Portishead may not have invented trip-hop, but they were among the first to popularize it, particularly in America. Taking their cue from the slow, elastic beats that dominated Massive Attack's Blue Lines and adding elements of cool jazz, acid house, and soundtrack music, Portishead created an atmospheric, alluringly dark sound. The group wasn't as avant-garde as Tricky, nor as tied to dance traditions as Massive Attack; instead, it wrote evocative pseudo-cabaret pop songs that subverted their conventional structures with experimental productions and rhythms of trip-hop. As a result, Portishead appealed to a broad audience — not just electronic dance and alternative rock fans, but thirtysomethings who found techno, trip-hop, and dance as exotic as worldbeat. Before Portishead released their debut album, Dummy, in 1994, trip-hop's broad appeal wasn't apparent, but the record became an unexpected success in Britain, topping most year-end critics polls and earning the prestigious Mercury Music Prize; in America, it also became an underground hit, selling over 150,000 copies before the group toured the U.S. Following the success of Dummy, legions of imitators appeared over the next two years, but Portishead remained quiet as they worked on their second album.
Named after the West Coast shipping town where Geoff Barrow grew up, Portishead formed in Bristol, England, in 1991. Prior to the group's formation, Barrow had worked as a tape operator at the Coach House studio, where he met Massive Attack. Through that group, he began working with Tricky, producing the rapper's track for a Sickle Cell charity album. Barrow also wrote songs for Neneh Cherry's Homebrew, though only "Somedays" appeared on the record. Around the time of Portishead's formation, he had begun to earn a reputation as a remix producer, working on tracks by Primal Scream, Paul Weller, Gabrielle, and Depeche Mode. Barrow met Beth Gibbons, who had been singing in pubs, in 1991 on a job scheme. Over the next few years, the pair began writing music, often with jazz guitarist Adrian Utley, who had previously played with both Big John Patton and the Jazz Messengers.
Before releasing a recording, Portishead completed the short film To Kill a Dead Man, an homage to '60s spy movies. Barrow and Gibbons acted in the noirish film and provided the soundtrack, which earned the attention of Go! Records. By the fall, Portishead had signed with Go! and their debut album, Dummy, was released shortly afterward. Dummy was recorded with engineer Dave MacDonald, who played drums and drum machines, and guitarist Utley, who rounded out Portishead's lineup.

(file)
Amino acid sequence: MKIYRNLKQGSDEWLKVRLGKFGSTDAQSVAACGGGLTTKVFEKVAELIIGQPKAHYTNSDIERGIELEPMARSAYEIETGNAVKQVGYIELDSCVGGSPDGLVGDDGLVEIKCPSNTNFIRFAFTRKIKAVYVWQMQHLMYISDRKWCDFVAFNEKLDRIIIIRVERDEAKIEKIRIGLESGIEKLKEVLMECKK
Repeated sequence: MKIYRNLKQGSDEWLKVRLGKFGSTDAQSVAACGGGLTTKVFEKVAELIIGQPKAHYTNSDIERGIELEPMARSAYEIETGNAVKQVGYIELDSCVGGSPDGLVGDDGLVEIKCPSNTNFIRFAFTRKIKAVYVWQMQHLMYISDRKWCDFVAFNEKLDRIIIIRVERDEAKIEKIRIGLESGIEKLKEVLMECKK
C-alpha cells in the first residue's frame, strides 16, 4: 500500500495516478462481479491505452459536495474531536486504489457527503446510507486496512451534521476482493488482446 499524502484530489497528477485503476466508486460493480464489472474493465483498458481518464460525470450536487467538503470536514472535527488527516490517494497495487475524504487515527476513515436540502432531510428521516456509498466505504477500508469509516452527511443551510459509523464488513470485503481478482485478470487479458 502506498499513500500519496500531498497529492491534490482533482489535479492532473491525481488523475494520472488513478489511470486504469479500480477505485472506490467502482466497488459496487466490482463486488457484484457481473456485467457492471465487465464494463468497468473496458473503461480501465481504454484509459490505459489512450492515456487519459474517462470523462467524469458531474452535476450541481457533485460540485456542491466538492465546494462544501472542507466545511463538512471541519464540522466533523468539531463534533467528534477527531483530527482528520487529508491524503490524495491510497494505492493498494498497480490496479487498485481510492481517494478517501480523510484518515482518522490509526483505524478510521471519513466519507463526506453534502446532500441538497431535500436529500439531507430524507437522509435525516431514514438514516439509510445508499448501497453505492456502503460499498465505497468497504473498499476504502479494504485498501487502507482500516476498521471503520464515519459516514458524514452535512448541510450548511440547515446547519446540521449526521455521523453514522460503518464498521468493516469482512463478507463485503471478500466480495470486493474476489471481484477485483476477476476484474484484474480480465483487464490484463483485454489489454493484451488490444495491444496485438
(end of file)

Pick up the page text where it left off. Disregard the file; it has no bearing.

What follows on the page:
Both Barrow and Gibbons were media-shy — the vocalist refused to participate in any interviews — which meant that the album received little attention outside of the weekly U.K. music press, which praised the album and its two singles, "Numb" and "Sour Times," heavily. Soon, Go! and Portishead had developed a clever marketing strategy based on the group's atmospheric videos that began to attract attention. Melody Maker, Mixmag, and The Face named Dummy as 1994's album of the year, and early in 1995, "Glory Box" debuted at number 13 without any radio play. Around the same time, "Sour Times" entered regular rotation on MTV in America. Within a few weeks, Dummy and "Sour Times" were alternative rock hits in the U.S. Back in the U.K., the album had crossed over into the mainstream, becoming a fixture in the British Top 40. In July, the record won the Mercury Music Prize for Album of the Year, beating highly touted competition from Blur, Suede, Oasis, and Pulp.
Following the Mercury Music Prize award, Barrow retreated to Coach House to begin work on Portishead's second album. The self-titled record finally appeared in September 1997. The live PNYC followed late the next year. Portishead went on hiatus starting in 1999, and Barrow, Utley and Gibbons worked on their own projects. In 2001, Barrow formed Invada Records, an experimental label that included Koolism on its roster. Barrow and Utley also recorded a cover of the instrumental rock classic "Apache" as the Jimi Entley Sound that was released as a limited edition 7" single in 2002. The pair also worked as producers, with Barrow working under the moniker Fuzzface on Stephanie McKay's McKay album in 2003, and Barrow and Utley co-produced the Coral's 2005 album The Invisible Invasion. Gibbons collaborated with Rustin' Man, a.k.a. former Talk Talk member Paul Webb on the 2003 album Out of Season (Gibbons had also appeared on a few tracks by Webb's previous project, ORang).
Portishead reconvened in 2005, performing their first live dates in seven years, including an appearance at the Tsunami Benefit Concert in Bristol, and recording material for their next album. Their version of "Un Jour Comme un Autre (Requiem for Anna)" appeared on 2006's Serge Gainsbourg tribute Monsieur Gainsbourg Revisted, and in 2007 the band curated the Nightmare Before Christmas All Tomorrow's Parties festival. In 2008, a decade after their last album, Portishead returned with Third, the trio's most challenging, unpredictable work yet. ~ Stephen Thomas Erlewine